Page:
Local Review: Phobia The Greatest – Black Harts Forever
Local Music Reviews
Phobia The Greatest
Black Harts Forever
Phobia The Greatest = Lil Uzi Vert + Joan Jett
You could call it trap or you could call it indie-rock, but Phobia The Greatest lies somewhere in between. With only four released singles and three premiered music videos, this young Salt Lake–based artist is about to release her debut EP: Black Harts Forever.
Phobia describes herself as an artist telling a positive story of life and death, and that’s exactly the vibe of this album. Each track contains thought-provoking, often solemn lyrics with layered vocals that sound almost ghostlike. The upbeat tempo of each track offsets their dismal themes in order to make an album that is both catchy and complex.
Black Harts Forever opens with “Who Are You?,” a fast-paced song with a repetitive beat and lyrics asking “Who are you / What do you live for.” Phobia’s synthed-up vocals were at first off putting to me, but I found myself admiring the effect they had on her personalized sound throughout the EP. The quick rhythms and repetitive lyrical themes are continued in the next few songs, each doing its part to introduce this new artist. “Swimming With The Sharks” includes lines like “I don’t really care what anyone has to say / Who’s gonna be there at the end of the day?” The words are almost yelled at you, but the accompaniment of a light keyboard and chill drum beat soften their landing. “You Ain’t Gotta Fake It” begins with a classic indie-style guitar riff as Phobia’s vocals are introduced with uplifting lyrics: “Life is what you make it/ You ain’t gotta fake it.” These lines speak to her artistic purpose of empowering listeners experiencing hardship.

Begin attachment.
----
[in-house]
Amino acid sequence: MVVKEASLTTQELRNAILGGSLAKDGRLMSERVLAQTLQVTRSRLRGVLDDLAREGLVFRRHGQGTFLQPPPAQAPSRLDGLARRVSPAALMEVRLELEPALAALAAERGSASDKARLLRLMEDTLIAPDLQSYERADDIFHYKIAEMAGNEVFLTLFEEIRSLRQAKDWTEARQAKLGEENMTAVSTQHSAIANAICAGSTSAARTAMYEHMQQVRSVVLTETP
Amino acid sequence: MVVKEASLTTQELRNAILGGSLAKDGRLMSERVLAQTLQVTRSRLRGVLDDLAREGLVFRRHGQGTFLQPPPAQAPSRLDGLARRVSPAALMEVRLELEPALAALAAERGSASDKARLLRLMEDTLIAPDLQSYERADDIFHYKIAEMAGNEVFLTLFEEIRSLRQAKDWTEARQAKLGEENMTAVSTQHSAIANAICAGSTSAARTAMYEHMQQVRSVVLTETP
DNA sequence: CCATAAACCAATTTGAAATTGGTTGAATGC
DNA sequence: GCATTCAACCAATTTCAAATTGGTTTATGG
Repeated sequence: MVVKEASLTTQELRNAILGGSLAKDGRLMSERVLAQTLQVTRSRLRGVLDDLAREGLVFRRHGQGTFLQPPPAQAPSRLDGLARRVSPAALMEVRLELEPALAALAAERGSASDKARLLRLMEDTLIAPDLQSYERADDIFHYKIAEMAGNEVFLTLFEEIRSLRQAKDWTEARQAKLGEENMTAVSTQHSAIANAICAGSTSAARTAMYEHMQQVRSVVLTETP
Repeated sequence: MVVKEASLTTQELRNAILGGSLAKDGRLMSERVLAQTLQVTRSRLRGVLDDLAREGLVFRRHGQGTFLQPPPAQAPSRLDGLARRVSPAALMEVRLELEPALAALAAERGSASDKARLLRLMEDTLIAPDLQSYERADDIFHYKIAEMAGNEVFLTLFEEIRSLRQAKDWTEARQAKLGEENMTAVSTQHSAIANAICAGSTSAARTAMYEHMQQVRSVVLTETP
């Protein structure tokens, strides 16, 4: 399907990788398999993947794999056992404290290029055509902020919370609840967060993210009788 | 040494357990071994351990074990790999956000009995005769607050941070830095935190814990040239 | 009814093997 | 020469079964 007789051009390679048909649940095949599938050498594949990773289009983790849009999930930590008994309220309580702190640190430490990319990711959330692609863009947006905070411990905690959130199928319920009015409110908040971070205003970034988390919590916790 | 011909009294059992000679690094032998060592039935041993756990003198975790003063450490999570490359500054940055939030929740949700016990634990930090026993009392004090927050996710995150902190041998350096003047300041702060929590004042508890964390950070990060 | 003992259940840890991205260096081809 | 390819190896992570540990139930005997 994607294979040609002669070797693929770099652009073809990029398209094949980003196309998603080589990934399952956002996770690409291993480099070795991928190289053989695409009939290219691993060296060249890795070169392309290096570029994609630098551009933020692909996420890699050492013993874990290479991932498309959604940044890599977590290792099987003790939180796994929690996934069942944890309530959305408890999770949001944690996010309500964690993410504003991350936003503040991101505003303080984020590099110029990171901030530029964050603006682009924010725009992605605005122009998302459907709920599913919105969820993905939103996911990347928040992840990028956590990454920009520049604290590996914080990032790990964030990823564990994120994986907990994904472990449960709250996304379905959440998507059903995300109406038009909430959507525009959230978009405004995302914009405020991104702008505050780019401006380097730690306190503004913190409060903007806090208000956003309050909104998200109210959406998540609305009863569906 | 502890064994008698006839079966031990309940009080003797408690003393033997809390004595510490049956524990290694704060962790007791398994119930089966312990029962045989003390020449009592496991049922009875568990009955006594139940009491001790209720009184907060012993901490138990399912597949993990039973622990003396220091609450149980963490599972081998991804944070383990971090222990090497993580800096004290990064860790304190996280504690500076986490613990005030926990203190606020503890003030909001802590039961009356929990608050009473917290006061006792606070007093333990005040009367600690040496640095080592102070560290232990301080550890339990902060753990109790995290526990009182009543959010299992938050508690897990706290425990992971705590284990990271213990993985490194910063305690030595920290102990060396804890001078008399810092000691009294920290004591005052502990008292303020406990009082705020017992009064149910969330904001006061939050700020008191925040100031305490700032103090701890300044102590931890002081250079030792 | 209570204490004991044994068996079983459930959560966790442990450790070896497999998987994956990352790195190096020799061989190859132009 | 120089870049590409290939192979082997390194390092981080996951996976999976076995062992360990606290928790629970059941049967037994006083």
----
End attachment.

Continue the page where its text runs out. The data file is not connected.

Phobia slows it down in the last half of the EP starting with “Shooting Star.” This is easily my favorite song on the album, and one of the only currently available tracks with a music video. It is vibrant and psychedelic, and you can watch here.
The song features layered vocals, rhythmic beats and a candidly worded chorus saying: “Shooting stars / Always dying / That’s why you gotta live the best of life / Hollywood stars / Rockstar life / You can be sad when you die.” This theme of tragic beauty continues on later tracks “Wake Up” and “Phone Home,” both of which feature a more electronic sound but similar phantasmic vocal layering techniques.
Black Harts Forever ends with the eerily named track “I’ll See You In The Next Life.” This song may be one of the deepest on the album, as lyrics like “Trapped in my depression can’t get out / Never mind how I’m feeling inside / Emotions are so easy to hide” seem to relate to Phobia’s personal experience. Despite, or perhaps despite their dark connotation, Phobia sings/raps them with tenacity so that the album ends with a defiant response to loss.
As a new independent artist, Phobia The Greatest is bringing a refreshing take on rock and rap to the Salt Lake music community, and this album is an alluring introduction to her craft. –Avrey Evans